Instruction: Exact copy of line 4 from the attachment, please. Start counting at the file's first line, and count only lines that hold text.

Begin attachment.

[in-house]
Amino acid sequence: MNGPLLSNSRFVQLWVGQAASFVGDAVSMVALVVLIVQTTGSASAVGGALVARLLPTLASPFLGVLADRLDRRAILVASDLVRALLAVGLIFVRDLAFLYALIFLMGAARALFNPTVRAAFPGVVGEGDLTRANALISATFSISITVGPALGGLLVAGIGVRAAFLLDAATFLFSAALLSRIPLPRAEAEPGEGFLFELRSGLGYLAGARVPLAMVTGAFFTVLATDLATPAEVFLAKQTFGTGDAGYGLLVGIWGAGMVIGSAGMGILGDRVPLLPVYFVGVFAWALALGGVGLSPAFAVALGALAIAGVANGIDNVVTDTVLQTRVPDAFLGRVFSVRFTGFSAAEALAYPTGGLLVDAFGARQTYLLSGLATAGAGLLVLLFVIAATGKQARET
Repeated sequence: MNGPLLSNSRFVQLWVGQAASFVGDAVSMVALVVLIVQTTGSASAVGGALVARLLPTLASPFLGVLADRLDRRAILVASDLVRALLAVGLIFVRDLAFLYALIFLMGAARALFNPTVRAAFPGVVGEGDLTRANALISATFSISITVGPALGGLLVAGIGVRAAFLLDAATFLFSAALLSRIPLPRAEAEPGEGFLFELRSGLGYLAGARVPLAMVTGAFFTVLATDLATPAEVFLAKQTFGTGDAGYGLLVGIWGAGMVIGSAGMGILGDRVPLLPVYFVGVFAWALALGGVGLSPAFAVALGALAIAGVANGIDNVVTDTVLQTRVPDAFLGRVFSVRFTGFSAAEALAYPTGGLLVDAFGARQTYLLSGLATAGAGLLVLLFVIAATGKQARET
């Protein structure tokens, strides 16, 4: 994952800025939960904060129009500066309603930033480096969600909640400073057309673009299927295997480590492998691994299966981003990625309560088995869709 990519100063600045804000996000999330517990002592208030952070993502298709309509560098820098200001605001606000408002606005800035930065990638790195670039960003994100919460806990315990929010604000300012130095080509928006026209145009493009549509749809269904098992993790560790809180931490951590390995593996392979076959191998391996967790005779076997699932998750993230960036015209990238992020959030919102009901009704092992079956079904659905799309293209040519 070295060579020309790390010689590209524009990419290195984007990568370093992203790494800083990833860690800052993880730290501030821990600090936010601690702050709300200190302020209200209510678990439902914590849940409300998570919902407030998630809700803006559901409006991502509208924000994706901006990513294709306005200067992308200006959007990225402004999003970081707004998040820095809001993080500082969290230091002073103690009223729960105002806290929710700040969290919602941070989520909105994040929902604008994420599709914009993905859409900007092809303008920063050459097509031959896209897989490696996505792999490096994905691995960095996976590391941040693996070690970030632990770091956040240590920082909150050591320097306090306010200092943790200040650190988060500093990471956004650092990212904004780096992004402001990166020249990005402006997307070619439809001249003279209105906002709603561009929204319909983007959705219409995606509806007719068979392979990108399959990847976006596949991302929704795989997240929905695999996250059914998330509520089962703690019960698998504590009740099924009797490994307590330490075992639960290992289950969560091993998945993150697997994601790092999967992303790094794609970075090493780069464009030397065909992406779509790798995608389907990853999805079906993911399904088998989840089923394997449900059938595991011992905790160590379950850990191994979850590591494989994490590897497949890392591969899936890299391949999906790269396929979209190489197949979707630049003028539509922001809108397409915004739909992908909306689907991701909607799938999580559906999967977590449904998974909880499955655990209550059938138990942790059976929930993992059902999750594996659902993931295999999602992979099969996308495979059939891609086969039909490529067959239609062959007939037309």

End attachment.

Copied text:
């Protein structure tokens, strides 16, 4: 994952800025939960904060129009500066309603930033480096969600909640400073057309673009299927295997480590492998691994299966981003990625309560088995869709 990519100063600045804000996000999330517990002592208030952070993502298709309509560098820098200001605001606000408002606005800035930065990638790195670039960003994100919460806990315990929010604000300012130095080509928006026209145009493009549509749809269904098992993790560790809180931490951590390995593996392979076959191998391996967790005779076997699932998750993230960036015209990238992020959030919102009901009704092992079956079904659905799309293209040519 070295060579020309790390010689590209524009990419290195984007990568370093992203790494800083990833860690800052993880730290501030821990600090936010601690702050709300200190302020209200209510678990439902914590849940409300998570919902407030998630809700803006559901409006991502509208924000994706901006990513294709306005200067992308200006959007990225402004999003970081707004998040820095809001993080500082969290230091002073103690009223729960105002806290929710700040969290919602941070989520909105994040929902604008994420599709914009993905859409900007092809303008920063050459097509031959896209897989490696996505792999490096994905691995960095996976590391941040693996070690970030632990770091956040240590920082909150050591320097306090306010200092943790200040650190988060500093990471956004650092990212904004780096992004402001990166020249990005402006997307070619439809001249003279209105906002709603561009929204319909983007959705219409995606509806007719068979392979990108399959990847976006596949991302929704795989997240929905695999996250059914998330509520089962703690019960698998504590009740099924009797490994307590330490075992639960290992289950969560091993998945993150697997994601790092999967992303790094794609970075090493780069464009030397065909992406779509790798995608389907990853999805079906993911399904088998989840089923394997449900059938595991011992905790160590379950850990191994979850590591494989994490590897497949890392591969899936890299391949999906790269396929979209190489197949979707630049003028539509922001809108397409915004739909992908909306689907991701909607799938999580559906999967977590449904998974909880499955655990209550059938138990942790059976929930993992059902999750594996659902993931295999999602992979099969996308495979059939891609086969039909490529067959239609062959007939037309």